Aeroecology pp 71-86 | Cite as

Track Annotation: Determining the Environmental Context of Movement Through the Air

  • Renee Obringer
  • Gil Bohrer
  • Rolf Weinzierl
  • Somayeh Dodge
  • Jill Deppe
  • Michael Ward
  • David Brandes
  • Roland Kays
  • Andrea Flack
  • Martin Wikelski
Chapter

Abstract

Volant organisms are adapted to atmospheric patterns and processes. Understanding the lives of animals that inhabit this aerial environment requires a detailed investigation of both the animal’s behavior and its environmental context—i.e., the environment that it encounters at a range of spatial and temporal scales. For aerofauna, it has been relatively difficult to observe the environment they encounter while they move. Large international efforts using satellite and weather model reanalysis now provide some of the environmental data on atmospheric environments throughout the globe. Track annotation—the approach of merging the environmental data with the movement track measured via telemetry—can be conducted automatically using online tools such as Movebank-Env-DATA or RNCEP. New parameterization approaches can use environmentally annotated tracks to approximate specific atmospheric conditions, such as uplift and tail wind, which are not typically observed at the exact locations of the movement, but are critical to movement. Reducing the complexity of movement to single-dimensional characteristic (such as flight speed, elevation, etc.) and defining the temporal scope of the movement phenomenon in the focus of the analysis (seasonal, daily, minutely, etc.) makes it possible to construct empirical models that explain the movement characteristic as driven by the environmental conditions during flight, despite the highly dynamic, complex, and scale-dependent structures of both the flight path and atmospheric variables. This chapter will provide several examples for such empirical movement models from different species of birds and using several resources for atmospheric data.

Notes

Acknowledgements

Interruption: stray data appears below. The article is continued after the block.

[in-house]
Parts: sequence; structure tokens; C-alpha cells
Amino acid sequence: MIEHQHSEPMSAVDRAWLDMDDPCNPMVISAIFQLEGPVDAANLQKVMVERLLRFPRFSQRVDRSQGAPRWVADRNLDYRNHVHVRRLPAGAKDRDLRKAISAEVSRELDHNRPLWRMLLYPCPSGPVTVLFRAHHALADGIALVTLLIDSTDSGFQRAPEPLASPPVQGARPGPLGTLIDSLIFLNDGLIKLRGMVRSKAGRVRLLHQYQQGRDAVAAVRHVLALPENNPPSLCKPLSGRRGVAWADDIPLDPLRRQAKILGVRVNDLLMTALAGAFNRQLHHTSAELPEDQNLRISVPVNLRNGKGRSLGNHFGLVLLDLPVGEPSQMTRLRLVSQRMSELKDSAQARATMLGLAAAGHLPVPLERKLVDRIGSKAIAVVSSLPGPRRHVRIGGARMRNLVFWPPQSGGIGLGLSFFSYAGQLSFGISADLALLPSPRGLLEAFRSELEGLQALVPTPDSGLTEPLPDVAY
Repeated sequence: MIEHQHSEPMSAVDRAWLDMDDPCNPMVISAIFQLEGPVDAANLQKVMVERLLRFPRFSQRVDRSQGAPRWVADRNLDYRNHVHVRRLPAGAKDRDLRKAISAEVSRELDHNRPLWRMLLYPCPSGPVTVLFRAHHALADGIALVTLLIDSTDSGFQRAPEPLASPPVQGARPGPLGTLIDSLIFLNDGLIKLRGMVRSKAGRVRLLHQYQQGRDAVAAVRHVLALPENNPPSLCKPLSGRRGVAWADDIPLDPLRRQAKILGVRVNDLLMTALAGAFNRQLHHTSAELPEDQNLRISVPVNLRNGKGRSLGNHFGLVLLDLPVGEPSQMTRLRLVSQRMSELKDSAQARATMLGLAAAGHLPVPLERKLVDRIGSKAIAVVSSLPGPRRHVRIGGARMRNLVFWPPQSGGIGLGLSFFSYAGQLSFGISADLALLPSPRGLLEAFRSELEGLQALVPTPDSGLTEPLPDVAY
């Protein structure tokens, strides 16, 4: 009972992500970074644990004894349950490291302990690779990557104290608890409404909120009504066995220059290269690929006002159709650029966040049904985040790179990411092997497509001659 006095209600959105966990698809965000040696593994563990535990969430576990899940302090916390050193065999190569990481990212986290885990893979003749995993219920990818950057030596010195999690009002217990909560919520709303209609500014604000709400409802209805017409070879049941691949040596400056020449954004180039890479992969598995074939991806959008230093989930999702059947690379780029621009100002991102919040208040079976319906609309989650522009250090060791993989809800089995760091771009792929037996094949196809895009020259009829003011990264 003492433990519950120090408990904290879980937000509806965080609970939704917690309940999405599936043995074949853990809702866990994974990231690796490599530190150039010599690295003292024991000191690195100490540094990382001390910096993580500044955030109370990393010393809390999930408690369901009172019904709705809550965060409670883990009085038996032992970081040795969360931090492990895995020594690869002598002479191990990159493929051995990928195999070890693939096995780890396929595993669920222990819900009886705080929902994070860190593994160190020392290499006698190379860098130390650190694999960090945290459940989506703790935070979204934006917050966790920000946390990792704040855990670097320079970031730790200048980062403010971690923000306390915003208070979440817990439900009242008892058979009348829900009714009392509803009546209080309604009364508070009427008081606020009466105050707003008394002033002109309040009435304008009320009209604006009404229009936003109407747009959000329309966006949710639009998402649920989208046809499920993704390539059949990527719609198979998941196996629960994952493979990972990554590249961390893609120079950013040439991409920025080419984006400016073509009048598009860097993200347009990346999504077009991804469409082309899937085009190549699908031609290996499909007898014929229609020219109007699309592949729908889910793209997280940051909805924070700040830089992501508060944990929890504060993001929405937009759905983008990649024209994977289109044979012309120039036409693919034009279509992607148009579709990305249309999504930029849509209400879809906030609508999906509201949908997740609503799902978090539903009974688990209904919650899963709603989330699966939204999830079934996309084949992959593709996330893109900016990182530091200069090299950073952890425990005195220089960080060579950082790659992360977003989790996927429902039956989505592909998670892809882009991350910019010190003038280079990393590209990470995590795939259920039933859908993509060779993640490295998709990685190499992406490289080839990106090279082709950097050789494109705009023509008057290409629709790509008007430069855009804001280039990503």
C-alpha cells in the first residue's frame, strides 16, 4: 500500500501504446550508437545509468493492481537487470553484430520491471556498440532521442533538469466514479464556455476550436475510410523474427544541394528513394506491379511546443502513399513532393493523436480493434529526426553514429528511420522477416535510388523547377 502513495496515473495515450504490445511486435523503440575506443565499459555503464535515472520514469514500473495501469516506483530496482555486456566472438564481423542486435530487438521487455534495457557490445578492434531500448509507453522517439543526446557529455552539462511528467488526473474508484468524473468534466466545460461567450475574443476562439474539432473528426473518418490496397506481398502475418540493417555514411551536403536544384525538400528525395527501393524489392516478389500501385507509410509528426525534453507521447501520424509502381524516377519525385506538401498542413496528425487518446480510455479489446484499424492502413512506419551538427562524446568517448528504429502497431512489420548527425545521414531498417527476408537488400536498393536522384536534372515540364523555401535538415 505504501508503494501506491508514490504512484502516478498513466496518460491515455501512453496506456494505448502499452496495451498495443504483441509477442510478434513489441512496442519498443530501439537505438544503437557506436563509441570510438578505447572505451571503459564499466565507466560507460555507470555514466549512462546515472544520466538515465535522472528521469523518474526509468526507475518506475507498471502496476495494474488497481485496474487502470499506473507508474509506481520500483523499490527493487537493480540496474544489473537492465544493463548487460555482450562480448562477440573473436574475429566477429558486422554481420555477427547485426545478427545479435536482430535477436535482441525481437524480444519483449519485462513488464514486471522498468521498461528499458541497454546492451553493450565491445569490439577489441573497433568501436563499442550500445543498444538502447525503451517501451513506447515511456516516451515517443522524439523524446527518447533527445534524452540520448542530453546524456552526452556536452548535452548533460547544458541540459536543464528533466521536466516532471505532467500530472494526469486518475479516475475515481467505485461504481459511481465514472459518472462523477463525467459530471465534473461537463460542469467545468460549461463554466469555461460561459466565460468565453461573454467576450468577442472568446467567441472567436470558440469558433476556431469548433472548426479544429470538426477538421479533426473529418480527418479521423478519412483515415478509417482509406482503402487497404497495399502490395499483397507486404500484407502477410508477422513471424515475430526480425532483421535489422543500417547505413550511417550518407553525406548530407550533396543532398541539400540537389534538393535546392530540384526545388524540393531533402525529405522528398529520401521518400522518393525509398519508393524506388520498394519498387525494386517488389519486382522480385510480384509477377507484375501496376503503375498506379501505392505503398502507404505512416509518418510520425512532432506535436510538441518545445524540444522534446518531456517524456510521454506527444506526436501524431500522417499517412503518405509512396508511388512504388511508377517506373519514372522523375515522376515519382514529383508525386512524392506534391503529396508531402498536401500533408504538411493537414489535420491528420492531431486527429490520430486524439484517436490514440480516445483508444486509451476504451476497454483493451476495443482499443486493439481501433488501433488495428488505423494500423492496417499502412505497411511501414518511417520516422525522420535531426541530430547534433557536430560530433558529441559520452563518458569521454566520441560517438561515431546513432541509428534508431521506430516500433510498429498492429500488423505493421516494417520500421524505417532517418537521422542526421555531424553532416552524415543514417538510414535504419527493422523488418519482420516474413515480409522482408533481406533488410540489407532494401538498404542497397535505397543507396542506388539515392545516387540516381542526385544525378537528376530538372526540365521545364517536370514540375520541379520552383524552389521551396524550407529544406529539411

The authors would like to acknowledge advice and comments from Rachel Bolus. The studies described here were supported by the National Science Foundation (IOS Award #1146832, 1147096, 1145952, and 1147022) and NASA (grant #NNX11AP61G). Additional support for the thrush study was provided by the National Geographic Society Committee on Research and Exploration (Award # 8971-11), Eastern Illinois University (Research and Creative Activity Awards to J.L.D.), University of Illinois Urbana-Champaign, the Max-Planck Institute for Ornithology, and The University of Southern Mississippi. The data on the white storks was collected with the help of Wolfgang Fiedler.

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Copyright information

© Springer International Publishing AG, part of Springer Nature 2017

Authors and Affiliations

  • Renee Obringer
    • 1
  • Gil Bohrer
    • 1
  • Rolf Weinzierl
    • 2
  • Somayeh Dodge
    • 3
  • Jill Deppe
    • 4
  • Michael Ward
    • 5
  • David Brandes
    • 6
  • Roland Kays
    • 7
  • Andrea Flack
    • 2
  • Martin Wikelski
    • 2
    • 8
  1. 1.Department of Civil, Environmental and Geodetic EngineeringThe Ohio State UniversityColumbusUSA
  2. 2.Max Planck Institute for Ornithology, Vogelwarte RadolfzellRadolfzellGermany
  3. 3.Department of Geography, Environment and SocietyUniversity of Minnesota, Twin CitiesMinneapolisUSA
  4. 4.Department of Biological SciencesEastern Illinois UniversityCharlestonUSA
  5. 5.Department of Natural Resources and Environmental SciencesUniversity of IllinoisUrbanaUSA
  6. 6.Civil and Environmental EngineeringLafayette CollegeEastonUSA
  7. 7.NC State University, NC Museum of Natural SciencesRaleighUSA
  8. 8.Department of BiologyUniversity of KonstanzKonstanzGermany

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